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HashSet<T>.Enumerator Structure

Enumerates the elements of a HashSet<T> object.

Namespace:  System.Collections.Generic
Assembly:  System.Core (in System.Core.dll)

public struct Enumerator : IEnumerator<T>, 
	IDisposable, IEnumerator

The HashSet<T>.Enumerator generic type exposes the following members.

  NameDescription
Public propertyCurrentGets the element at the current position of the enumerator.
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  NameDescription
Public methodDisposeReleases all resources used by a HashSet<T>.Enumerator object.
Public methodEqualsIndicates whether this instance and a specified object are equal. (Inherited from ValueType.)
Protected methodFinalizeAllows an object to try to free resources and perform other cleanup operations before the Object is reclaimed by garbage collection. (Inherited from Object.)
Public methodGetHashCodeReturns the hash code for this instance. (Inherited from ValueType.)
Public methodGetTypeGets the Type of the current instance. (Inherited from Object.)
Protected methodMemberwiseCloneCreates a shallow copy of the current Object. (Inherited from Object.)
Public methodMoveNextAdvances the enumerator to the next element of the HashSet<T> collection.
Public methodToStringReturns the fully qualified type name of this instance. (Inherited from ValueType.)
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  NameDescription
Explicit interface implemetationPrivate propertyIEnumerator.CurrentGets the element at the current position of the enumerator.
Explicit interface implemetationPrivate methodIEnumerator.ResetSets the enumerator to its initial position, which is before the first element in the collection.
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The foreach statement of the C# language (for each in C++, For Each in Visual Basic) hides the complexity of enumerators. Therefore, using foreach is recommended, instead of directly manipulating the enumerator.

Enumerators can be used to read the data in the collection, but they cannot be used to modify the underlying collection.

Initially, the enumerator is positioned before the first element in the collection. At this position, the Current property is undefined. Therefore, you must call the MoveNext method to advance the enumerator to the first element of the collection before reading the value of Current.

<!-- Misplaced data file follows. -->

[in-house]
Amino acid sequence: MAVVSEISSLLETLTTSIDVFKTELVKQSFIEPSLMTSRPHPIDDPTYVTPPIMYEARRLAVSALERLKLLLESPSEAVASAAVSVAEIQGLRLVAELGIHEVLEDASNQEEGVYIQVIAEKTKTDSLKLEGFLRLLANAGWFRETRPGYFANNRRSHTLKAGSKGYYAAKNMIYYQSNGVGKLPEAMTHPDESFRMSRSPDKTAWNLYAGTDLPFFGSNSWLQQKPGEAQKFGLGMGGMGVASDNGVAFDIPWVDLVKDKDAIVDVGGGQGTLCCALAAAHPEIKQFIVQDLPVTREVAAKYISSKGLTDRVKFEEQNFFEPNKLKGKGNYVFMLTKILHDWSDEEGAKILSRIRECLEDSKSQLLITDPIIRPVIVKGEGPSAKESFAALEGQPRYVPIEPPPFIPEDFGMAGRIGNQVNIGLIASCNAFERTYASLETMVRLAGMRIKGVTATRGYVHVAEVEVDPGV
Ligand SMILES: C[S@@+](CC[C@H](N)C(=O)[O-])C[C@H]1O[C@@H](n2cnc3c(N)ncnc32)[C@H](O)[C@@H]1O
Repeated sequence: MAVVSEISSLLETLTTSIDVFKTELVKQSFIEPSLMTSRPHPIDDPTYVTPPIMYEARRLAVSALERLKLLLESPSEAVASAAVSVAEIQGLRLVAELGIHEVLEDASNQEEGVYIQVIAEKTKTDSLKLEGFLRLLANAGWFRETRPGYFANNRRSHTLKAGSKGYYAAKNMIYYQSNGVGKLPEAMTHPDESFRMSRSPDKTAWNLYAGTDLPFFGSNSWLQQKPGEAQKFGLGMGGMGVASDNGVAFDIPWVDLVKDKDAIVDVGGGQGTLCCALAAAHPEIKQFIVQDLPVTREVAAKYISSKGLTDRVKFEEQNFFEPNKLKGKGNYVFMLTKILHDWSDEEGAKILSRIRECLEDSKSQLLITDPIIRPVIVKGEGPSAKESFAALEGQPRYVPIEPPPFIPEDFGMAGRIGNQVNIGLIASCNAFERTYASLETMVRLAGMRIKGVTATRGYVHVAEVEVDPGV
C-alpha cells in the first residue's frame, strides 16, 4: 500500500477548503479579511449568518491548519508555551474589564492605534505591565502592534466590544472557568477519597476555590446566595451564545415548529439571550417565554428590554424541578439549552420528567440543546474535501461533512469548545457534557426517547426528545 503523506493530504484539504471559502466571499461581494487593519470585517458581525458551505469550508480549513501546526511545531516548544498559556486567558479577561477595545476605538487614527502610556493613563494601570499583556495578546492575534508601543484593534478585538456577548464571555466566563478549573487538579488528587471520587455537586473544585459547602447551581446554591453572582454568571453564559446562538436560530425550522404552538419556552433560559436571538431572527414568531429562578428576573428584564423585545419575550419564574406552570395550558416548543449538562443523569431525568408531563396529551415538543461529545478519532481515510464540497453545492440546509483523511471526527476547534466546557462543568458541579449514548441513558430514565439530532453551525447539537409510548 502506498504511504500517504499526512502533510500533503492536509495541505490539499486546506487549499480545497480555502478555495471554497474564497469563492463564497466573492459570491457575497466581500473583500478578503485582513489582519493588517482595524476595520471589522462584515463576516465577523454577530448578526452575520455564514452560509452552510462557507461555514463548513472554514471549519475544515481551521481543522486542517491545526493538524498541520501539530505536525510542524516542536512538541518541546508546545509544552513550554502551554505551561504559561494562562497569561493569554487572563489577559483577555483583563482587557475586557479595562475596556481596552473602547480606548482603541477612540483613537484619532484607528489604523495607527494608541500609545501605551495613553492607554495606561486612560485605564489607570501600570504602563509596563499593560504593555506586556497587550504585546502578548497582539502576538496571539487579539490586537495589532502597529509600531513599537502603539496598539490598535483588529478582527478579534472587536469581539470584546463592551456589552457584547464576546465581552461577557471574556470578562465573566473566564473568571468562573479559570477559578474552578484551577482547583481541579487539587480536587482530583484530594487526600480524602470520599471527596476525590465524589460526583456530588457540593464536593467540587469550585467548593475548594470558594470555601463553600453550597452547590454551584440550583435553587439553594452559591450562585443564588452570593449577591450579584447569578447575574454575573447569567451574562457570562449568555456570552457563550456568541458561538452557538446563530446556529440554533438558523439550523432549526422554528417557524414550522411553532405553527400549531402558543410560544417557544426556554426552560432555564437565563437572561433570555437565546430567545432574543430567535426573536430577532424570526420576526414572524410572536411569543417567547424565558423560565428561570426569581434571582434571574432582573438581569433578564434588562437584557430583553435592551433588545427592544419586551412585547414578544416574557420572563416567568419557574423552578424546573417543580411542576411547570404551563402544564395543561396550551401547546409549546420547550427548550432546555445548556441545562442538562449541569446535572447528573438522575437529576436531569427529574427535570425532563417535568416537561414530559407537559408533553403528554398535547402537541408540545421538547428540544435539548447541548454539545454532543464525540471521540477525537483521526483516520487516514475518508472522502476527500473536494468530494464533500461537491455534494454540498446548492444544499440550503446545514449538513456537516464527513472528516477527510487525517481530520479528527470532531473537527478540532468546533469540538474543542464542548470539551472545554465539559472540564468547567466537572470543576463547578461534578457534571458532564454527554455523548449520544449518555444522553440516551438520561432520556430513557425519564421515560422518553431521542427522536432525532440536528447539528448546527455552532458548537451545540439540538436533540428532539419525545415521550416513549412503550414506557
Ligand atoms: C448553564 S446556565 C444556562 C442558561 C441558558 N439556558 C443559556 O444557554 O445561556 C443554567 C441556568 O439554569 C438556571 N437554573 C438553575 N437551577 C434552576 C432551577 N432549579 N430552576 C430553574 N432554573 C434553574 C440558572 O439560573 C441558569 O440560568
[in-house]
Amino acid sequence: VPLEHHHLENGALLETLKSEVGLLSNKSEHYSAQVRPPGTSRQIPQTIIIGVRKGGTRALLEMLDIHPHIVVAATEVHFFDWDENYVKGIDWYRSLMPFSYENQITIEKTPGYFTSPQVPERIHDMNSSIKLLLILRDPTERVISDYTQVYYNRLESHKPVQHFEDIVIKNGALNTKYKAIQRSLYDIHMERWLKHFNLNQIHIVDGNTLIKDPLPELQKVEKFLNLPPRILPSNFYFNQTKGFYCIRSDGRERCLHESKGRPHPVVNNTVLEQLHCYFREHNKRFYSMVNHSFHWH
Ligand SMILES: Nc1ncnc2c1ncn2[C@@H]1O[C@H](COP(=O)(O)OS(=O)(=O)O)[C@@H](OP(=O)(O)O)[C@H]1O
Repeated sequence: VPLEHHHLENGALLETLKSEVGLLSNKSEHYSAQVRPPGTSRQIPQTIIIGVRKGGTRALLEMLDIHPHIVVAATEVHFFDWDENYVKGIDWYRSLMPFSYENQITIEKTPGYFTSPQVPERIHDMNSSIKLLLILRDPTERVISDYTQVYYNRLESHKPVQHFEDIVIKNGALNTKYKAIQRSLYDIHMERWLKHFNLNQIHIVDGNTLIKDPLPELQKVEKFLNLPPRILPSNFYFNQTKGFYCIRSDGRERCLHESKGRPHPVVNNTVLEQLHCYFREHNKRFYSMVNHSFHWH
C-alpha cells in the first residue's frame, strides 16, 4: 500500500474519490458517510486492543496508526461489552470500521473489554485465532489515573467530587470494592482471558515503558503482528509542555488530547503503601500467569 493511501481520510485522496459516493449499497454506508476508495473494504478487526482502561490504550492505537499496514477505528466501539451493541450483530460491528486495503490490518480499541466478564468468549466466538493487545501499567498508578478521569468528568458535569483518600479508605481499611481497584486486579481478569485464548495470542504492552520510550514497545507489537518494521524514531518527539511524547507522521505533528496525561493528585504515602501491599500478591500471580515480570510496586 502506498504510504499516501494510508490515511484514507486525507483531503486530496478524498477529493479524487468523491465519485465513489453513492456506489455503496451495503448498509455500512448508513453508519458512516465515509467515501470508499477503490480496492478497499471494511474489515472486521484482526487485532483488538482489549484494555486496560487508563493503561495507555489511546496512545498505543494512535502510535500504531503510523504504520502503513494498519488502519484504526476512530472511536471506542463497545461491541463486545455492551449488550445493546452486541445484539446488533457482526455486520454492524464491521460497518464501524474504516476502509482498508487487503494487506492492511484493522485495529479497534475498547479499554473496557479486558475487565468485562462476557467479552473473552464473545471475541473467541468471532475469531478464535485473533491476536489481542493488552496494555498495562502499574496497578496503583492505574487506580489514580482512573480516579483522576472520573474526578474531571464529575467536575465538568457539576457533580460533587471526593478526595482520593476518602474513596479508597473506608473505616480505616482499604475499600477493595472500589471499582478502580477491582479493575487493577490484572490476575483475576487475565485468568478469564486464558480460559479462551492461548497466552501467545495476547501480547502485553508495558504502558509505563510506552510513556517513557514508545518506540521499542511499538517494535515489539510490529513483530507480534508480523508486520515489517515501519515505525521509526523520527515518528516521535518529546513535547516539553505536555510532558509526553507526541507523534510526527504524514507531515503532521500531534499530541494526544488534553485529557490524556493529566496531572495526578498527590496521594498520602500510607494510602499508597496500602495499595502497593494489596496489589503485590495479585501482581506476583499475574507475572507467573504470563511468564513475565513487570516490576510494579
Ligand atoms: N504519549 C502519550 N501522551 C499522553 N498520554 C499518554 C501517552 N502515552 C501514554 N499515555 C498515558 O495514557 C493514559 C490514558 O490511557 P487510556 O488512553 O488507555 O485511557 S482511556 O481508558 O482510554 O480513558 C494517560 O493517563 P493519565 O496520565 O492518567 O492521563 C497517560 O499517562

Current returns the same object until MoveNext is called. MoveNext sets Current to the next element.

If MoveNext passes the end of the collection, the enumerator is positioned after the last element in the collection and MoveNext returns false. When the enumerator is at this position, subsequent calls to MoveNext also return false. If the last call to MoveNext returned false, Current is undefined. You cannot set Current to the first element of the collection again; you must create a new enumerator object instead.

An enumerator remains valid as long as the collection remains unchanged. If changes are made to the collection, such as adding, modifying, or deleting elements, the enumerator is irrecoverably invalidated and its behavior is undefined.

The enumerator does not have exclusive access to the collection; therefore, enumerating through a collection is intrinsically not a thread-safe procedure. To guarantee thread safety during enumeration, you can lock the collection during the entire enumeration. To allow the collection to be accessed by multiple threads for reading and writing, you must implement your own synchronization.

Default implementations of collections in the System.Collections.Generic namespace are not synchronized.

Silverlight

Supported in: 5, 4

For a list of the operating systems and browsers that are supported by Silverlight, see Supported Operating Systems and Browsers.

Any public static (Shared in Visual Basic) members of this type are thread safe. Any instance members are not guaranteed to be thread safe.
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